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divorce and family law
frequently asked questions

Connecticut Divorce FAQ’S

As a skilled and knowledgeable family law attorney, I have answered some common questions surrounding the divorce process in Connecticut: 

Is Connecticut a “no fault” state?  Yes.  Connecticut is a “no fault” state and a divorce can be granted on the ground that the marriage has irretrievably broken down.  However, the Court may consider the reasons for the breakdown of the marriage in dividing the marital estate and in determining the amount of alimony. 

How will my assets be divided?  The process of divorce includes the division of marital property between the parties, which in Connecticut includes assets brought into the marriage, accumulated during the marriage and inherited during the marriage.  The Court will consider such factors as the length of the marriage, cause for the breakdown of the marriage, age and health of the parties, the income, occupation, assets and liabilities of each party, and the contribution of each of the parties in the acquisition, preservation or appreciation in value of their respective assets.

What is alimony?  Alimony, which is the same as spousal support, is money paid by one spouse to another either during the divorce, or upon the divorce becoming final, towards the receiving spouse’s living and other expenses.  It can be limited to a term of years, or payable for a lifetime, depending on the particular circumstances of the case

What is legal custody?  Legal custody refers to the legal authority of a parent to make major decisions which affects the child’s health, education and welfare.

What is physical custody?  Physical custody, or residential custody, determines in which household the child primarily lives.

How is child support determined?  The Connecticut Child Support Guidelines establish child support based upon the combined net income of both parents.  Additionally, the parties are required to contribute to the cost of unreimbursed medical and dental expenses as well as work-related child care expenses.

What if parents cannot agree on custody/access issues to the child(ren)? When parents cannot agree on custody and parenting issues, the Court will usually appoint a Guardian Ad Litem (GAL) to help determine what is in the best interest of a child or children, and in some cases the Court will appoint an attorney for the minor child (AMC).  The Court may also require that the family undergo a custody evaluation either by a Family Relations Counselor, who is a state employee, or by a private custody evaluator. 

Can I be required to pay for my child’s college education?  Yes.  Pursuant to Connecticut General Statutes Section 46-b-56c, the Court has jurisdiction to enter orders regarding post-secondary educational support for your children.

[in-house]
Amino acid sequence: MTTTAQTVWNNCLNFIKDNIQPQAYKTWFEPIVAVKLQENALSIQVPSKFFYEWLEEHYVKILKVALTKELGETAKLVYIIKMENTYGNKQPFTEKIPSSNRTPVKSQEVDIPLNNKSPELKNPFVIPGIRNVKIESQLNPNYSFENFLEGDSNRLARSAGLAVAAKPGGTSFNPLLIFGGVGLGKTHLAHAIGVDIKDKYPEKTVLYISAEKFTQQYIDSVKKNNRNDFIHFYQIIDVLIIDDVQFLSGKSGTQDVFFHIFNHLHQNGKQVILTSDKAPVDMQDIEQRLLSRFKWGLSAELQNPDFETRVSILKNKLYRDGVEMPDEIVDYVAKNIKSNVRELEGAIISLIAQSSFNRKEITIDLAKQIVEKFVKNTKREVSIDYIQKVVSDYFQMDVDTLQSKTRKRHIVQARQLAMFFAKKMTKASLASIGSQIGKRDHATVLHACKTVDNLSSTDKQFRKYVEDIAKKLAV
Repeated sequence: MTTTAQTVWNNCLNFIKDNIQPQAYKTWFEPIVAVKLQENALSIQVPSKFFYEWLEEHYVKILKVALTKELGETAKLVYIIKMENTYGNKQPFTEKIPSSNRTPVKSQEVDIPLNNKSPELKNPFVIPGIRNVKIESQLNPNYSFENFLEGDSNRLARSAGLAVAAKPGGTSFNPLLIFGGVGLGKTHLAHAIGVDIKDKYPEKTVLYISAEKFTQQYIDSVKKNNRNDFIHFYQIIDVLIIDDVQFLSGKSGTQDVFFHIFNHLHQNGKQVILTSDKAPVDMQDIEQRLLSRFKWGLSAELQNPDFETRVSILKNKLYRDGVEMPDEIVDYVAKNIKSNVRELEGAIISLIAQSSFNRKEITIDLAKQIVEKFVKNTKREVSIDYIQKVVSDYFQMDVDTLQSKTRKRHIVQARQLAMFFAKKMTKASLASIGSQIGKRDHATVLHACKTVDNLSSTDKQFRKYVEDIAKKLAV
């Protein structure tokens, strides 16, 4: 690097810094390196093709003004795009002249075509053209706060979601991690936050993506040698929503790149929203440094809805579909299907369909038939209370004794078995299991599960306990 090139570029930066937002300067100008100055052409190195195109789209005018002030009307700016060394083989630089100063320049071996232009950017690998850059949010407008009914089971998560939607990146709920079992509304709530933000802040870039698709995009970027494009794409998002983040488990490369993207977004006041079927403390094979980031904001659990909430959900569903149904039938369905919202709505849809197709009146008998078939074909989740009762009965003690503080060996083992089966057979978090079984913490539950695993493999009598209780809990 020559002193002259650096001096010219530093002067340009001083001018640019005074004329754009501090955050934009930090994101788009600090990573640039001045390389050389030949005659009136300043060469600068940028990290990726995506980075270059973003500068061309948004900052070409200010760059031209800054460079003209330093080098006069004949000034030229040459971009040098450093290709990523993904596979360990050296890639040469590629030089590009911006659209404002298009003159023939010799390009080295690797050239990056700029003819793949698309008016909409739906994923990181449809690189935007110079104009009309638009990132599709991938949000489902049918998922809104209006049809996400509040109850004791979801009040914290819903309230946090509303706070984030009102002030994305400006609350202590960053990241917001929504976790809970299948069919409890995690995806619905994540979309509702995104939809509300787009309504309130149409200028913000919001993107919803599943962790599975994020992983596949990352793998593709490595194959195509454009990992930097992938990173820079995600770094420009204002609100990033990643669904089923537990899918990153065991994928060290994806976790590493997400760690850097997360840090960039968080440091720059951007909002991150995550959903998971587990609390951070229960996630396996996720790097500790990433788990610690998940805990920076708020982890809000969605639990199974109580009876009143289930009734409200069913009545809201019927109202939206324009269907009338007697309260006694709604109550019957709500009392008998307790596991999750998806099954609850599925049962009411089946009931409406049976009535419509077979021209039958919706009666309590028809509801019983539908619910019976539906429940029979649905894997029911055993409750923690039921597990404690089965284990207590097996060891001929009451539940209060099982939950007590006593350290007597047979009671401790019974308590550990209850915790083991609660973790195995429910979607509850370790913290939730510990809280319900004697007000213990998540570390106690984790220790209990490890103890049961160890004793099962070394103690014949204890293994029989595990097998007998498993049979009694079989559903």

Can a support order be changed following our divorce? Yes.  Where there is a substantial change in one of the party’s financial circumstances, an alimony or child support order may be modifiable.   

What is a pre-nuptial agreement?  A pre-marital or pre-nuptial agreement is a written agreement entered into by two people who are intending to marry.  It may include provisions such as how marital assets are to be distributed in the event of death or divorce, and it could set limits on the amount of alimony paid by one spouse to the other in the event of a divorce.

What is the difference between a pre-nuptial and a post-nuptial agreement? Whereas a pre-nuptial agreement is signed before the date of the wedding, a post-nuptial agreement is an agreement signed during the marriage. 

Can my divorce be mediated?  Divorce mediation can be a peaceful and effective way to resolve your divorce.  In order for mediation to work, there must be full disclosure by each of the parties of their respective income and assets, and the parties must be able to communicate with each other and resolve support and access issues regarding their children.  As an experienced mediator, I work with both parties to come to an equitable agreement with respect to all issues surrounding their divorce, including asset division, support and custody.

 

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Dori-Ellen S. Feltman, attorney at law, serves clients throughout Fairfield County and New Haven County, Connecticut, including clients located in Greenwich, Darien, Norwalk, Wilton, Stamford, Norwalk, Westport, Weston, Easton, Danbury, Bethel, Brookfield, Milford, Trumbull, Monroe, Newtown, Shelton, Danbury, Ridgefield, Orange, Branford, Woodbridge and New Haven.